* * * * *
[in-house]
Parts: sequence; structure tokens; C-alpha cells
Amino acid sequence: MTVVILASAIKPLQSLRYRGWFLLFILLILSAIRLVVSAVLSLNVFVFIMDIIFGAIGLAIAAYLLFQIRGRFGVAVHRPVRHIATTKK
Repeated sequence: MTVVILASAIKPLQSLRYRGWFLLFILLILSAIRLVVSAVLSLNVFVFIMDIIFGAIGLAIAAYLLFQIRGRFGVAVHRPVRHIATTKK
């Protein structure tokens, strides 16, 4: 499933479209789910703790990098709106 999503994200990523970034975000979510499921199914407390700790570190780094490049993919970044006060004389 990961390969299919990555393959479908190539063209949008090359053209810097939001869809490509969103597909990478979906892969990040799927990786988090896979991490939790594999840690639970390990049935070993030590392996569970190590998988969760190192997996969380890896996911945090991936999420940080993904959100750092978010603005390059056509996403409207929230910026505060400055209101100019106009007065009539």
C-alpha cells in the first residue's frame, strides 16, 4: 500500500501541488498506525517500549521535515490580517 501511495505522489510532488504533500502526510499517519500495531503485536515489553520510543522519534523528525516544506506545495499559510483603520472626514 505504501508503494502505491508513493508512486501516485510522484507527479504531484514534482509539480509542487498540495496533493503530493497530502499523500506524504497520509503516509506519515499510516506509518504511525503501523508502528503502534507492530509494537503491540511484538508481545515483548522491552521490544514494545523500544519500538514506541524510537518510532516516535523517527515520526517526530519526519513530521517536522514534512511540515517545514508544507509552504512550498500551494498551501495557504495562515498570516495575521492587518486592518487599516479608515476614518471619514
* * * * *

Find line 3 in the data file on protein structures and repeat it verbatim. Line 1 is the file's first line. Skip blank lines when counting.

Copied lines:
Amino acid sequence: MTVVILASAIKPLQSLRYRGWFLLFILLILSAIRLVVSAVLSLNVFVFIMDIIFGAIGLAIAAYLLFQIRGRFGVAVHRPVRHIATTKK